Monday, October 10, 2016

Jenna Reineking - Woven Twogether, 2016

Artist's website, which, as of today (10/10/2016), doesn't include this work which was in her graduate exhibition (Pacific Northwest College of Art).

Cf. Keetra Dean Dixon's Union Sleeve; aka Arm Trap.

Livialein - Threelloon - 2010

Livialein's website: here defunct.
Other presences: flickr, Facebook, Vimeo,

Cf. Keetra Dean Dixon's Just Between You and Me, 2008.

Friday, May 4, 2012

Sunday, January 15, 2012

Externalizing Virtue

James KA Smith's recent blog post touches on one of the characteristics of relational prosthetics I am most fascinated by: the externalization/objectification of internal dispositions.  Musing on the irony (and Augustinian aptness) of a software program that restricts internet access and calls itself Freedom, Smith writes:
The development of such software is, technically speaking (I'm not here to judge), the confirmation of the absence of virtue--that is, the absence of adequate internal dispositions to pursue the good and resist temptations away from that. In short, again technically speaking, such software is a corrective for the vice of sloth--but a wholly external corrective. Aquinas notes that law and virtue are sort of in inverse proportional relation to each other: the more virtuous I am (having goodhabits), the less the external constraint of law is necessary. Conversely, the more vicious I am, the more the force of law is necessary. 
In this particular case, what has happened is that we have unwittingly imbibed habits of distraction: the material rhythms of an "online" life have inculcated in us patterns of behavior--and hence internal dispositions--to seek distraction. It's not that we lack habits; it's that we have acquired habits ofdistraction. 
I'd argue that it's not the absence of virtue that is signaled, at least not the total absence.  It is the front-loading of virtue.  We choose at the beginning our path of action, knowing, as Smith is saying, that perhaps our discipline is not up to the level of temptation afforded by our environment.  This is not so different from a sex addict avoiding the brothel or the alcoholic throwing away his liquor.  Or what if rather than throwing away his liquor he buys a safe and has a friend lock it all away.  This is a wholly external corrective but he still chose it.  It seems silly to say he is lacking virtue for doing so.  It is the beginning of virtue.  As Dr. Marvin says, "baby steps."


While most of my relational prosthetics enable the participants to do something they couldn't otherwise do, Helmets is particularly absurd because it doesn't really offer any new possibilities.  It merely suggests by its form that two people do something they could, physically speaking, easily have done by moving their legs--facing each other and moving closer together--but it relocates the action to an external mechanism, a crank.  The existence of the object somehow legitimizes and encourages the attendant action.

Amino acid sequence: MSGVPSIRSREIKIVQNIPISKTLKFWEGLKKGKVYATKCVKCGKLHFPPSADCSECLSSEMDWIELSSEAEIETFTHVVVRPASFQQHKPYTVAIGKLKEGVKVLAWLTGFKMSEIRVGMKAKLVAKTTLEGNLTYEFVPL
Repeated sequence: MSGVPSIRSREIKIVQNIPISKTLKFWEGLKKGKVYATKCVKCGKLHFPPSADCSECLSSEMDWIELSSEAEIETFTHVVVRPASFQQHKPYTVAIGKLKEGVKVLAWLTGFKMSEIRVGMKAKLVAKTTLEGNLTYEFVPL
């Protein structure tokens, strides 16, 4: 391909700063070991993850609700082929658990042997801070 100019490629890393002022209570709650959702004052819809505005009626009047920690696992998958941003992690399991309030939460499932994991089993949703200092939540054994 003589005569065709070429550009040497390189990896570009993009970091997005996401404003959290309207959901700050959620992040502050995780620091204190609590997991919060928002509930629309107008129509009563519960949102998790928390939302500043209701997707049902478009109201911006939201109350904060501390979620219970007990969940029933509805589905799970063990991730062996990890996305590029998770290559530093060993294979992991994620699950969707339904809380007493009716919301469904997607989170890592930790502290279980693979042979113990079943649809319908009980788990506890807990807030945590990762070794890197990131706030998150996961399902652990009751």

When two people encounter one another they must tacitly define the situation together, and even before that there is a tacit process of establishing the division of definitional labor (Goffman). Relational prosthetics intervene in these processes, bearing the lion's share of the definitional labor.  Well designed, single purpose relational prosthetics make it so obviously apparent what their attendant action is, that to engage another person in them is largely to submit to the initial definition of the situation embodied by the apparatus.

And by relieving participants of some of the burden of definitional labor, which is so colored by automatic behaviors, it frees them up to have a new (hopefully positive) playful experience.

Katya Mandoki writes, ""...the opposite to play is not seriousness but the automatic."

Saturday, November 19, 2011


Person --> Object <-- Person

Person <-- Object --> Person

Person <== Object ==> Person

Person <== Object ==Person

Person -- Object --> Person

[Person] -- Object --> Person

[Person] <-- Object -- Person

Person <--> Object <--> Person

Person --/ Object /-- Person

Obj[Person]ect <--> Obj[Person]ect

Person ⊃ Object ⊂ Person

Person --> [Object] <-- Person

Person/Object <--> Person

Person/Object <-- Person

Person/Object --------------> Person

Person/Object] ? <-- Person

Person ? Object ? Person

"Confusion machines" yielding results for the tested not the tester

Belgian/German artist Carsten Höller doesn't make relational prosthetics in the strictest definition of the term (although the concept of "influential environments is certainly getting close) but I liked some of the language in this review of his career survey at the New Museum:
Slim and balding, he could still easily pass for the agricultural entomologist he once was. Except that now his deeply inquisitive, German-accented musings refer not to cereal aphids but to the humans who consent to participate in his thoroughly subjective experiments, which stand science on its head, yielding results for the sake of the test subject rather than that of the tester.
The devices and environments Mr. Höller has conceived since he began to make art 18 years ago — he prefers to think of them not as art objects but as “confusion machines” — require a great deal more planning and money than conventional lab equipment.

Monday, December 6, 2010

Pantalaine - Provisioners of America's Finest Plural Clothing, 2005

'Advertised' in Issue 17 of McSweeney's Quarterly Concern, I'm not sure if the website/joke predates its appearance in the magazine or if it existed prior.  Nor am I sure who is responsible for Pantalaine.